Parenting Teenagers

General resources on parenting your teens

Books

Age of Opportunity: A Biblical Guide to Parenting Teens by Paul David Tripp

In his book Age of Opportunity, counselor and author Paul Tripp challenges parents of teenage children to rethink their approach to parenting teens. Rather than accenting the fear of influence of secular worldviews on the behaviors and attitudes of adolescents, Tripp says that the teenage years are years of opportunity. "It is time for us to come out of the bunkers of cynicism and fear and into the light, examining the plan God has for us as we parent" (19). Tripp builds his arguments from the foundation of Scripture, showing that God's truth is just as powerful to teens as it is to anyone else.


The structure of the book is informative and practical. Tripp divides the book into three sections.

  1. Clearing the Debris. Tripp targets the hearts of both teens and parents. He uses biblical teaching on idolatry, God’s sovereignty, identity in Christ, and more to shed light on being a teenager and parenting teens. He suggests that parents must target their teen's heart, and not just their outward behavior. Doing so will help parents redeem their teen's godly desires and attitudes.
  2. Setting Godly Goals. Tripp defines five goals related to ministering to teens' hearts: (1) focusing on the spiritual struggle; (2) developing a heart of conviction and wisdom; (3) teaching a teenager to understand and interact redemptively with culture; (4) developing a heart for God; and (5) preparing teenagers to leave home.
  3. Practical Strategies for Parenting Teens. In this section Tripp takes the five godly goals from the previous section and suggests three ways to implement them. He presents these strategies in a creative and identifiable way.


As we aim to walk alongside our children during their teenage years, this book gives encouragement and ways to enter into this journey with them with the desire to expose their heart to Christ for His redemptive purposes. This is a fantastic book that would be a great tool to put in your parenting toolbox!


Review by J.W. Ruff


Parenting: 14 Gospel Principles That Can Radically Change Your Family by Paul David Tripp

This book is not a step-by-step guide to parenting your children, as sometimes I am craving; rather, it is a total mindset shift on parenting. I really enjoyed this book. The author contrasts two different views of parenting: the “ownership view,” where “they belong to me,” being shaped by what we want for and from our children; vs. the “ambassador view,” where children are God’s possessions, and our jobs as parents are to faithfully represent the message, methods, and character of the leader who has sent them to us. The differences in these views are highlighted in four key areas.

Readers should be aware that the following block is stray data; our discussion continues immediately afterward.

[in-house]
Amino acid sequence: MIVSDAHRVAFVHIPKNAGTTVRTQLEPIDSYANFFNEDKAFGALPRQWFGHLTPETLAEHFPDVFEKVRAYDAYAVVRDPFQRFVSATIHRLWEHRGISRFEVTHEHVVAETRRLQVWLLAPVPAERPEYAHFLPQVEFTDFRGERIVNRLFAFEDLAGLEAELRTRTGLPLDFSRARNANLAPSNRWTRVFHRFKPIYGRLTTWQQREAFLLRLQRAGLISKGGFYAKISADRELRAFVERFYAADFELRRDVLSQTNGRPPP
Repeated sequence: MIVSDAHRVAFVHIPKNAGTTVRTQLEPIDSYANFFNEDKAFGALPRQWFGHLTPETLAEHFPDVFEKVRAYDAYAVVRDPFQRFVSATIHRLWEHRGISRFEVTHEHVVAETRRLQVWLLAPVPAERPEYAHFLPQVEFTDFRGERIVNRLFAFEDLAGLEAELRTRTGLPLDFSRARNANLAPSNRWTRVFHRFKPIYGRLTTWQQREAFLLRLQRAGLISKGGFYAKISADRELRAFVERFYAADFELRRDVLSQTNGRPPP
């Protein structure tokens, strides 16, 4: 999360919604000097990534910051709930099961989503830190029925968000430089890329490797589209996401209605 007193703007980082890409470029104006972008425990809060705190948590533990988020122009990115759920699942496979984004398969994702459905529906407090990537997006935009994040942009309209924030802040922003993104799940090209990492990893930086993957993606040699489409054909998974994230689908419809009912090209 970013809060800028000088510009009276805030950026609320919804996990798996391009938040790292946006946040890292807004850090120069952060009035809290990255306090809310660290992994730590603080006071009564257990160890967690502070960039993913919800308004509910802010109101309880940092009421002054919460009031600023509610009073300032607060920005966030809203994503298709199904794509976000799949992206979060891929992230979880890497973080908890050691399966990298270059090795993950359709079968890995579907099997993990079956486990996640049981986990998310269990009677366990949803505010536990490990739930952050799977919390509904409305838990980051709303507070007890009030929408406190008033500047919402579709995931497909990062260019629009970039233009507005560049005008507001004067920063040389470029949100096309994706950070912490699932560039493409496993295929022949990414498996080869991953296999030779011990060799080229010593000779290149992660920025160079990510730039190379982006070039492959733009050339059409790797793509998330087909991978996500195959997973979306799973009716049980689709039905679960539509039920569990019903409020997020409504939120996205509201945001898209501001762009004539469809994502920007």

1. Identity: are we getting our identity from the children, or is our identity found in Christ?
  2. Work: is our job to turn our children into something, or to be instruments in the hands of God, motivated by the potential of what grace could cause our children to be?
  3. Success: are we working towards things that show that we are successful parents to the world, or as God’s ambassadors, are we focusing on not what we have produced, but what our children and us are doing?
  4. Reputation: are our children our trophies, or are we the tools that are shaping our children, and giving God all of the glory?


This book is refreshing and really got me thinking. One of the things that stood out to me the most was the idea that most of the time when I am angry at my children, it’s not because they have broken God’s law, but because they have broken my law, or they are inconveniencing me in some way. Also, our children are more like us than different from us, especially in the way that we are all sinful creatures in need of Jesus. Realizing more how much of an honor and privilege it is to point my children towards Christ is encouraging, and I am starting to recognize that our children are supposed to need us, to make mistakes, to need to talk at seemingly inconvenient moments. I highly recommend this book, not if you are looking at a "how-to" guide to get your children into shape using behavior modification methods, but if you are willing to go deeper with Christ, allowing Him to guide and direct you in your parenting as you seek to draw your childrens’ hearts towards Him.


Review by Sarah Ruff